According to the latest Pew Charitable Trusts report "Who's Winning the Clean Energy Race?, the US regained the lead in spending in 2011. China had invested the most in each of the prior two years, and will probably retake the top spot in 2012. Why? Much of the US investment was accelerated in advance of the expiration of critical incentives, particularly the Section 1603 program.
China's pause in clean energy investment growth was a re-consolidation, not a sign of a peak. While the U.S. was cutting incentives in 2011, China was adopting new ones. Not only did China increase a national target for solar deployment to 50 GW in 2010, but they adopted their first national feed-in tariff.
It looks like America is winning the Clean Energy race, but 2011 was just our year to be the hare to China's tortoise. Next year, look for the U.S. to take a nap along the side of the clean energy racecourse, while China resumes its purposeful ramp-up of clean energy investment.
The impact of Europe is somewhat downplayed in the country-by-country chart below. The economies of the US and Europe are of very similar size, but energy is much costlier for Europeans, and is a big driver in public support there for cleaner energy.
Here in the US we persist in the short-sighted notion that we must work to keep existing energy (especially fossil fuel) prices low. It's an effort that cannot be sustained. At length, we will need to much more fully embrace clean energy technology and its fuller realization in our overall economy.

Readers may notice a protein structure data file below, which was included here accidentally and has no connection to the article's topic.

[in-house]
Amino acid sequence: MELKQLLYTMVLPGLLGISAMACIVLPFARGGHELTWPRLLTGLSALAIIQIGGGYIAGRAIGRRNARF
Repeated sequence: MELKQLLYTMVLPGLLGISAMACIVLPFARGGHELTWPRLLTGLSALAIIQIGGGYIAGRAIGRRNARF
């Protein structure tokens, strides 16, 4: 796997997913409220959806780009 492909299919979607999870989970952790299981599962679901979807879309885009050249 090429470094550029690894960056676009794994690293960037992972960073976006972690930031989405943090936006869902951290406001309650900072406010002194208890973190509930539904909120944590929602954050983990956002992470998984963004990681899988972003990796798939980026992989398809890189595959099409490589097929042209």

Winning the race is not critical per se for anything other than national pride. However, we do need to at least be competitive in the marathon. Being dependent on other countries and their clean energy industries has implications for national security, national competitiveness and, top-of-mind in this election season, our national economic well-being.
If we act the hare, and awake late in the day to sprint to the finish line, what will be find? Probably that the Chinese and European tortoises arrived some time prior, have taken all the best rooms at the inn and own all the stores and eateries in town.
Do we want to be the consumers or the owners of the future?
Originally posted on the Chris B. Leyerle blog 5/24/12
Chris has grown startup companies in several sectors as an executive, investor, advisor and board member, most recently as co-founder and COO of Hydrovolts. He is currently the principal at Fingo Consulting assisting entrepreneurs and startup businesses in the cleantech, renewable energy, agriculture, entertainment, hardware, software, behavioral health and e-commerce fields. Chris is passionate about the criticality of cleantech to our energy future, and enjoys the outdoors, networking over chewy coffee, and solving puzzles, the harder the better. Follow Chris on his blog or on Twitter.